Ring Roads of the world. An urban visualization by Thumb curated by Rice University School of Architecture, Houston.
/via:datavis:global-culture

radarqnet:

Who’s Got the Worst Urban Sprawl?

Ring Roads of the world. An urban visualization by Thumb curated by Rice University School of Architecture, Houston.

/via:datavis:global-culture

(via radarqnet)

La Sinfonía de la Ciencia, la Poesía de la Realidad (por Dawkings, Sagan y otros):

floresenelatico:

Symphony of Science - The Poetry of Reality (An Anthem for Science)

Representación espacio-temporal del mundo fantástico y del ciencia ficción. 
sciencefiction:

Time-space horror/science fiction matrix.

Representación espacio-temporal del mundo fantástico y del ciencia ficción. 

sciencefiction:

Time-space horror/science fiction matrix.

The Hobbit in under 2 minutes.

by brothersgrimandgrimy

/via @brainpicker

radarqnet:

The modern metropolis can often feel like a social archipelago – fragmented islands of social activity separated by large areas dedicated to commercial workplaces, flows of vehicles, residential sprawl or industrial sites.
These islands of high density social encounter can be mapped using emerging data from location-based networks such as Foursquare. By visualising the aggregate data produced by these social networks, we can see how social activity in a city is distributed.
In these maps, activity on the Foursquare network is aggregated onto a grid of ‘walkable’ cells (each one 400×400 meters in size) represented by dots. The size of each dot corresponds to the level of activity in that cell. By this process we can see social centers emerge in each city.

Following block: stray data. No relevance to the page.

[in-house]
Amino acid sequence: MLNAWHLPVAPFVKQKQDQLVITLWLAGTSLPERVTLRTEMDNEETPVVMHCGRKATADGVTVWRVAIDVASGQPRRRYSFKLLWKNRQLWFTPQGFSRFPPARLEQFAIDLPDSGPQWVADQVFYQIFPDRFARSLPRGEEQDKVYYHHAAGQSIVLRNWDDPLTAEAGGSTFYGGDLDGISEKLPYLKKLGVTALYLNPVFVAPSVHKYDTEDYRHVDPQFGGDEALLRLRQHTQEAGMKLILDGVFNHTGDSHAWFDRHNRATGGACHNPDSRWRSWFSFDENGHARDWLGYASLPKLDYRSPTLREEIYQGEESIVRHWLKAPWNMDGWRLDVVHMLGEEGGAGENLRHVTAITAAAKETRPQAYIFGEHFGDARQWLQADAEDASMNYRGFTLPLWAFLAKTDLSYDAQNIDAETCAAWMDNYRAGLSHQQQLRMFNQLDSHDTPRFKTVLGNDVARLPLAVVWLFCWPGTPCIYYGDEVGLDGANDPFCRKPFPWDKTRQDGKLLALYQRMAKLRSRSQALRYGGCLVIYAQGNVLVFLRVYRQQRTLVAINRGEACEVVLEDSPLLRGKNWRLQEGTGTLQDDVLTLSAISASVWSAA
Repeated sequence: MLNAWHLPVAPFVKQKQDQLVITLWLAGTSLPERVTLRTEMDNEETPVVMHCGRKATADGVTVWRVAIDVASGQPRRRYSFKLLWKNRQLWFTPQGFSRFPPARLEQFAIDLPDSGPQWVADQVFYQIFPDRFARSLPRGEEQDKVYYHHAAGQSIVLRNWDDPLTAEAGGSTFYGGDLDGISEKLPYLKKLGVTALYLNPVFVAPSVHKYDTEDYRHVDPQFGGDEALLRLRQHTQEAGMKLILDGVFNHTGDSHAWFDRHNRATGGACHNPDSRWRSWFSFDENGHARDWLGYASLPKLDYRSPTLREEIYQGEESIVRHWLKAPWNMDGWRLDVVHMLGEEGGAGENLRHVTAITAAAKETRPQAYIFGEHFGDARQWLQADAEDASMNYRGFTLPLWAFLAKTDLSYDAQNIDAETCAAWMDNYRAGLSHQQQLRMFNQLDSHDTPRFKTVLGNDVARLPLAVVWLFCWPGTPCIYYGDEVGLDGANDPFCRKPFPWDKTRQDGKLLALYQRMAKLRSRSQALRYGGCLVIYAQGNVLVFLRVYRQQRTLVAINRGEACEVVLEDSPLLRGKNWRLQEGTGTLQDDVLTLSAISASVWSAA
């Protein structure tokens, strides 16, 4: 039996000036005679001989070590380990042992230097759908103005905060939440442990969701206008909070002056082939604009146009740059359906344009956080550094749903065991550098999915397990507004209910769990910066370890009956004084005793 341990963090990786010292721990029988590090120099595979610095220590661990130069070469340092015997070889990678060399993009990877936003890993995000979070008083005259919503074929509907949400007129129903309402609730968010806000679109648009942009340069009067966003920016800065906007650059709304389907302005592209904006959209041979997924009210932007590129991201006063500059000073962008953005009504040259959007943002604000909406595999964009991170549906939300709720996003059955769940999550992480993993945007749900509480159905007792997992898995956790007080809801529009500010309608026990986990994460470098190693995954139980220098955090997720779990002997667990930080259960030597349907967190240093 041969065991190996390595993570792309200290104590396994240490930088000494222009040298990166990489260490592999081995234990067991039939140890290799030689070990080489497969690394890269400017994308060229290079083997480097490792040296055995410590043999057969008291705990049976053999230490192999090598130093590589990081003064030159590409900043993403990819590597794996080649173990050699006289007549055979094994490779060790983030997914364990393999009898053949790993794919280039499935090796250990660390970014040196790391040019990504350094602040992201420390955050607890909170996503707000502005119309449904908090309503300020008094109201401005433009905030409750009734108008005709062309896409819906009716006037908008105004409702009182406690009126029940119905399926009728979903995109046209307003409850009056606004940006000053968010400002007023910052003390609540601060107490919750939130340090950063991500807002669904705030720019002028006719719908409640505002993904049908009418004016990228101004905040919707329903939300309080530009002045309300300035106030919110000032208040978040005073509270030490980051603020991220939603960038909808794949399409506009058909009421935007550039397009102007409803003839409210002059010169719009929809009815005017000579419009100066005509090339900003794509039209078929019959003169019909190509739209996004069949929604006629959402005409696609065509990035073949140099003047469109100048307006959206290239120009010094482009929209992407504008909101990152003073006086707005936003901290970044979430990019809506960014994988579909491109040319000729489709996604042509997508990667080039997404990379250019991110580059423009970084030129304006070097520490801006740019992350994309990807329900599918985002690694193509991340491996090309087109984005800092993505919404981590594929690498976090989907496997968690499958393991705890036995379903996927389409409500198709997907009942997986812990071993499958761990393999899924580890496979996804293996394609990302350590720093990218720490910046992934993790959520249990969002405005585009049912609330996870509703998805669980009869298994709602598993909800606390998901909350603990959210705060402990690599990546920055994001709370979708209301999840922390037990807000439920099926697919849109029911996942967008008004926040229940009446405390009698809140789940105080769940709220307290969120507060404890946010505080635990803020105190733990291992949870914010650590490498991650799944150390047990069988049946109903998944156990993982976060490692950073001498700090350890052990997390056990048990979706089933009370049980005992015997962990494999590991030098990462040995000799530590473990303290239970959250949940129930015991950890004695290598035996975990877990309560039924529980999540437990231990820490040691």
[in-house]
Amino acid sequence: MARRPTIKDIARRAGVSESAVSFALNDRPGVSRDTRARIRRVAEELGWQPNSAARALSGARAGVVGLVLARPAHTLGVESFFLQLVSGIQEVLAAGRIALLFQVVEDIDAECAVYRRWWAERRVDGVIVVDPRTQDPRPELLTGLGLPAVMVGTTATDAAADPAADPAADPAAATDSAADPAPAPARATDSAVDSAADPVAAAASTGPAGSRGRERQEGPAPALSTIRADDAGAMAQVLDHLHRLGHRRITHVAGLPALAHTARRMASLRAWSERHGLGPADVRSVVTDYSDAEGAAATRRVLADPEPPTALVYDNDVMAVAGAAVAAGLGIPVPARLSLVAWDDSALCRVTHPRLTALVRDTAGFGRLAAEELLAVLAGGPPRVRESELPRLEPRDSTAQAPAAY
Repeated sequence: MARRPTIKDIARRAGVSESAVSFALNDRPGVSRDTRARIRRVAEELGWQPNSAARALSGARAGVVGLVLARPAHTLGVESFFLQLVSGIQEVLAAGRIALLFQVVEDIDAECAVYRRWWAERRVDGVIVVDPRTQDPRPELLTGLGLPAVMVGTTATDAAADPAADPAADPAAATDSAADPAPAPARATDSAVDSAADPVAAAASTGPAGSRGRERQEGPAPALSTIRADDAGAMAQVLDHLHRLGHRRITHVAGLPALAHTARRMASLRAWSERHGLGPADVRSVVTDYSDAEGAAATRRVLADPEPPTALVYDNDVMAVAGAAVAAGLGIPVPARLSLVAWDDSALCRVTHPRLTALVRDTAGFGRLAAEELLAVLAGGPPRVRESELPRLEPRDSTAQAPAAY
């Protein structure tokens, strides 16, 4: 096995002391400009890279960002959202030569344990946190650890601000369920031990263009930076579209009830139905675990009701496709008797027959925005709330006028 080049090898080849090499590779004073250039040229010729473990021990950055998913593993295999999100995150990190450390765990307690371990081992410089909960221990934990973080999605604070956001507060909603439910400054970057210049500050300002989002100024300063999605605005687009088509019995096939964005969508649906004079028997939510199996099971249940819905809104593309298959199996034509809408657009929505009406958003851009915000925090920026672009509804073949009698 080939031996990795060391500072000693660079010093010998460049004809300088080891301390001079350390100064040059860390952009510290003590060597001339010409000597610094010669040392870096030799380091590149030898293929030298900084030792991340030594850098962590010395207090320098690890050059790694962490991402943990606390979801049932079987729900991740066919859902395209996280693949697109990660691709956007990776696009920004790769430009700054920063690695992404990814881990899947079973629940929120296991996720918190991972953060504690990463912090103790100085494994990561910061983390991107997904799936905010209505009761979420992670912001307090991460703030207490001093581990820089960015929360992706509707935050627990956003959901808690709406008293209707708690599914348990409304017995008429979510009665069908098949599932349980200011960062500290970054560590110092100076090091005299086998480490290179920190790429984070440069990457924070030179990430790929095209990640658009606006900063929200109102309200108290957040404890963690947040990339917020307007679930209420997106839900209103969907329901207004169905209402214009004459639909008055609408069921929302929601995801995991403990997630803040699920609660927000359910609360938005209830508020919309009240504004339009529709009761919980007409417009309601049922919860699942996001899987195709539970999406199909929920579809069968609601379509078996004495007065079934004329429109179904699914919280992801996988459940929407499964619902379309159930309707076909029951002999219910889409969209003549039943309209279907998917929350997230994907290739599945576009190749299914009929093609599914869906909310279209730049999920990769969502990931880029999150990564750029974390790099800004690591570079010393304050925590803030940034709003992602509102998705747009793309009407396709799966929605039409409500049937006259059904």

Excerpt from archipelago by urbagram.net
/via:global-culture

radarqnet:

The modern metropolis can often feel like a social archipelago – fragmented islands of social activity separated by large areas dedicated to commercial workplaces, flows of vehicles, residential sprawl or industrial sites.

These islands of high density social encounter can be mapped using emerging data from location-based networks such as Foursquare. By visualising the aggregate data produced by these social networks, we can see how social activity in a city is distributed.

In these maps, activity on the Foursquare network is aggregated onto a grid of ‘walkable’ cells (each one 400×400 meters in size) represented by dots. The size of each dot corresponds to the level of activity in that cell. By this process we can see social centers emerge in each city.

Excerpt from archipelago by urbagram.net

/via:global-culture

(via radarqnet)

"toes dance" [look at this image and listen this song]

"toes dance" [look at this image and listen this song]

(Source: bbijoue, via benbasso)

Urban Pioneers in the 60’s: Back to the city

radarqnet:

Interesting piece in the New York Times. It tells the story of people settling in New York in the late 60’s when cities were considered to be dying. The article nicely illustrates the life cycle of urban environments and how pioneers are needed to trigger gentrification.”

/via:citybreaths

(via radarqnet)

Steve Duncan, Urban Underground Explorer

Steve Duncan explores the vast underground drainage system… [of] New York…

/vía @urbain_ (URBAIN trop URBAIN)

"el latir de Nueva York":

loverules:

THE BEAT OF NEW YORK (by tim hahne)

(via cali75)

Urban Pioneers in the 60’s: Back to the city

About:

a map made by walking // un papa creado al caminar [por @ramiroaznar]